A toll station in Nanchang. Toll gates will be letting the flood of cars loose this holiday season, which could have the adverse effect of creating more traffic. (Photo/Xinhua)
China's new policy that exempts passenger cars from road tolls during holidays is expected to spur unprecedented road traffic during the country's upcoming Golden Week holiday.
The public, including the country's 236 million licensed drivers, will be exempt from about 10 billion yuan (US$1.58 billion) in highway tolls during China's longest-ever eight-day Golden Week holiday, running from Sept. 30 to Oct. 7 this year. The policy will greatly benefit people planning to drive themselves to their holiday destinations, but it will also generate massive traffic pressure, said Chen Xiongzhang, a communications researcher with Guangxi Normal University.
In early August, the State Council, China's Cabinet, approved a plan to lift road tolls for passenger cars taking highways during major Chinese holidays.
Passenger cars with seven seats or less and motorcycles will get a free pass on toll roads, bridges and tunnels during the Spring Festival, Tomb Sweeping Day, Labor Day and National Day, said the notice issued by the State Council on Aug. 2.
People have long complained that toll gates cause highway traffic jams during national holidays.
Moreover, tolls take up 30 to 40% of expenses incurred by those driving themselves to destinations throughout China.
The holiday free-pass policy has met with a warm response among the majority of private car owners. An online survey conducted by Sina and Tencent, two major Chinese web portals, revealed that nearly 80% of respondents have planned to drive themselves to their destinations during the upcoming holidays. Some netizens have posted a "money-saving travel map," showing exactly how much toll money will be saved where the policy is in effect.
The policy doesn't just benefit the private owners of the country's 43.22 million private automobiles; it has also encouraged more people to rent cars for their holiday journeys, according to some major car rental companies.
In the early 1980s, the Chinese government issued the "building highways with loans" policy to finance highway construction. Since then, tolls have become the major source of revenue for repaying these loans.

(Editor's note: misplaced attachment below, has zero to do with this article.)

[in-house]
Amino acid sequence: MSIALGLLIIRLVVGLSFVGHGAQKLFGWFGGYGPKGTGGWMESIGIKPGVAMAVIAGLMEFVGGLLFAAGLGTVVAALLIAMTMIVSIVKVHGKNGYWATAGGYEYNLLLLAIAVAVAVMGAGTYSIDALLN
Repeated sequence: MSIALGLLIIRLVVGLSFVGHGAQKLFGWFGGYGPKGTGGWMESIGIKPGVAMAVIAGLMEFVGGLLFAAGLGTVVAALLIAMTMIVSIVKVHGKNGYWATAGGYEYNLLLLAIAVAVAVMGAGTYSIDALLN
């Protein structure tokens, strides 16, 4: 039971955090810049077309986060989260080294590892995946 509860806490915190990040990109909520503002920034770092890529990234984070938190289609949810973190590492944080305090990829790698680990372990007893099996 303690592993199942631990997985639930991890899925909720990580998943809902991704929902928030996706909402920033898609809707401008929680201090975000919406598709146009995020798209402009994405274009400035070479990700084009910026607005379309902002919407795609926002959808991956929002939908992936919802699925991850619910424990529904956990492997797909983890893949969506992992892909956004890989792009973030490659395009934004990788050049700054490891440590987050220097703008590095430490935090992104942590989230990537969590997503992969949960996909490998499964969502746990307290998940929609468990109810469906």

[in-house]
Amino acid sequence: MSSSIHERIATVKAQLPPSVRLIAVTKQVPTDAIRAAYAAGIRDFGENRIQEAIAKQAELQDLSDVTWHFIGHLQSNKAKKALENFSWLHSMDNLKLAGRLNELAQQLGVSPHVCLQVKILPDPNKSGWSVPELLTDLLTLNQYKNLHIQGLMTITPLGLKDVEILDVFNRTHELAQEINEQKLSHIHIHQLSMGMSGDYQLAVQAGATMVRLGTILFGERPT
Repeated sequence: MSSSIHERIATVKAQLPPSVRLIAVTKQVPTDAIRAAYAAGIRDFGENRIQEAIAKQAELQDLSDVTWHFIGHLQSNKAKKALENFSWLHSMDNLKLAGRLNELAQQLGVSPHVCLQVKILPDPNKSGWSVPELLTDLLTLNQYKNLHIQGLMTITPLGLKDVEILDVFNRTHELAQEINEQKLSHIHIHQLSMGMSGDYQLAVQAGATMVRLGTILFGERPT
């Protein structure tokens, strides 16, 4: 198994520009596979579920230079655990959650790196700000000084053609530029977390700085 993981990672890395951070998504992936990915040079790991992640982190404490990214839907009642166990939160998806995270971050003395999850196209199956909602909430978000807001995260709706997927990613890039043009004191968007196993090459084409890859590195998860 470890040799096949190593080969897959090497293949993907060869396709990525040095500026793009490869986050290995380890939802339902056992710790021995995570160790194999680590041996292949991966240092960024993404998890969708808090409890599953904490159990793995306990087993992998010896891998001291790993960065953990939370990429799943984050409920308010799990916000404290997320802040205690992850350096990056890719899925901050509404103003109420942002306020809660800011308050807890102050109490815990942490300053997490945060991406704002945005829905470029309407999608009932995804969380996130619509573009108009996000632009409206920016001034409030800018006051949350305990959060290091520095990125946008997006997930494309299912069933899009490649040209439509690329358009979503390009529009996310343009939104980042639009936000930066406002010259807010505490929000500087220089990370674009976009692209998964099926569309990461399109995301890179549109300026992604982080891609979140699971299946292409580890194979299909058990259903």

To date, over 75% of China's freight transport and over 90% of passenger transport is carried out on the country's highways.
Though a major boon to the public, the free-pass policy will put unprecedented pressure on the country's highways during the annual travel peak seen every Golden Week, said Chen. Moreover, the upcoming eight-day Golden Week holiday will combine the Golden Week and the Mid-Autumn Festival, traditionally a time for family reunions in China.
Highway traffic pressure during this year's holidays is expected to increase several times over, said Lei Zhixiong, an expert with the Traffic Police Headquarters of Guangxi Zhuang Autonomous Region.
In previous years, the holiday travel rush would peak in the first two and last two days of the Golden Week, but the new policy will see the rush extend throughout the entire holiday, he said. Nearly all trunk roads to provincial and regional capitals and popular tourist destinations will be congested, Chen predicted.
China has not set up a complete transportation information collection system encompassing the highway, railway, aviation and shipping sectors.
The lack of this system makes it difficult for government authorities to evaluate and guide traffic pressures. The upcoming holiday will offer the country a chance to form an advanced traffic management system, he said.